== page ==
Processed meat, like sausage, is not a health hero like the leaner cuts of white meat, chicken and turkey. Eating a little red meat won’t hurt you, but turkey would be a healthier option than regular sausage as it has a higher protein to fat ratio.
10. Black coffee
Yes, the most addictive drug of college students can be used as a pre-workout snack – though you should pair it with a more solid food choice. Men’s Fitness reports that drinking coffee before a workout causes fat cells to be used as a source of energy, and a high amount of caffeine temporarily increases one’s metabolic rate. Other benefits include increased performance, better focus, and less muscle pain.
If you don’t have time to wait in line and fill up your plate, most schools have plenty of stop-and-go markets on campus. Go to the nearest convenience store on campus to find the following pre-workout snacks:
11. Protein bar
The first thing you think of when you envision a healthy snack is probably a protein bar. Some are good, and some are bad. It all depends on ingredients and ratio of macronutrients (fats, carbohydrates, and proteins). Try brands like Quest Nutrition, ThinkThin, or Clif bars.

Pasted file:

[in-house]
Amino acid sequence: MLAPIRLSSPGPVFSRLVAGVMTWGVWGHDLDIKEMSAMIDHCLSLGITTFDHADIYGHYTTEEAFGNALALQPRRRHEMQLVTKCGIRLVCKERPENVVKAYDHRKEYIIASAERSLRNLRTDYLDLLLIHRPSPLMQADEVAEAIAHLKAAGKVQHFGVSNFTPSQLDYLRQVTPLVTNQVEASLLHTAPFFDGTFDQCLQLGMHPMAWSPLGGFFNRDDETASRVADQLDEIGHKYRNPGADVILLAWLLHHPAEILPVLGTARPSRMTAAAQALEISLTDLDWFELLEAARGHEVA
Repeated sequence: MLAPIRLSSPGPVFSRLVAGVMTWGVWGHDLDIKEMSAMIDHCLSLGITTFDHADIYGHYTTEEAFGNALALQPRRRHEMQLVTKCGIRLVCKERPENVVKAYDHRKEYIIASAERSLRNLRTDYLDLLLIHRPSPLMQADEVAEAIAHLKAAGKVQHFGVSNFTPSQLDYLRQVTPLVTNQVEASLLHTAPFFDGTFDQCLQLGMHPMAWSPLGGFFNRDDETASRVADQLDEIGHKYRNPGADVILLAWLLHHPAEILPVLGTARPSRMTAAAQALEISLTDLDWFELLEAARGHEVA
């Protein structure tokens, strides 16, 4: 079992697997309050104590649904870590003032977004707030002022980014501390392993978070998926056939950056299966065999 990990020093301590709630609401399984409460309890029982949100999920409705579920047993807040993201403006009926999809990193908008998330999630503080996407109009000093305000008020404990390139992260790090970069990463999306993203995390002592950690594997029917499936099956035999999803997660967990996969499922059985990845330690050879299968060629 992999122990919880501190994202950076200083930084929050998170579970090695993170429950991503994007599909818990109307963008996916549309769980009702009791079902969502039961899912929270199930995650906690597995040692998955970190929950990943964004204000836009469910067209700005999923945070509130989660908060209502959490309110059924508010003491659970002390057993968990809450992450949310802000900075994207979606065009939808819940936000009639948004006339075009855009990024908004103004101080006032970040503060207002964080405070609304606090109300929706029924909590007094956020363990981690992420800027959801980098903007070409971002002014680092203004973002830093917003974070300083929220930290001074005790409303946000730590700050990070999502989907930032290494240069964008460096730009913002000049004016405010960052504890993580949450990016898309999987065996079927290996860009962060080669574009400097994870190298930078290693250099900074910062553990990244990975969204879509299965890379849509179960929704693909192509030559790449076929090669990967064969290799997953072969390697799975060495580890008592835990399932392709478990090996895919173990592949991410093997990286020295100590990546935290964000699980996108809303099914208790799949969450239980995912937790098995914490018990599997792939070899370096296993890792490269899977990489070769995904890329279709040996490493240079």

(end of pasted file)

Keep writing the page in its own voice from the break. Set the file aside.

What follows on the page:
12. Energy bar
Energy bars are labeled “energy” because they are significantly higher in carbs than a quality protein bar. These carbohydrates are essentially the body’s main source of energy. They could come from whole grains or the sugars in dried fruit. Try brands like PowerBar, Clif and Larabars.
13. Packaged trail mixes
Beware. Packaged trail mixes you find hanging from a hook on a carousel can be high in added sugars and full of not-so-healthy fats. The best trail mixes have raw nuts, not roasted, and dried fruits. The chocolate chips and M&M candies? Trash them. Unless they are dark chocolate chips. That’s a sweet sin you can enjoy (in moderation) .
14. Chocolate milk (yes, for pre-workout too)
One of the favorite post-workout drinks is also for pre-workout enjoyment. Chocolate milk, most notably dairy chocolate milk, has both added sugar and protein. The added sugar, though it is “added,” provides a source of energy as carbohydrates and the protein is essential for prolonged muscle activity.
15. Carrots, celery and peanut butter
Fresh veggies are always a good snack choice no matter the time of day (or late-night study session). This snack provides a good crunch with something creamy. Peanut butter is a healthy fat with some protein. Muscleandfitness.com says the monounsaturated fats in peanut butter are less likely to be stored as fat cells in the body.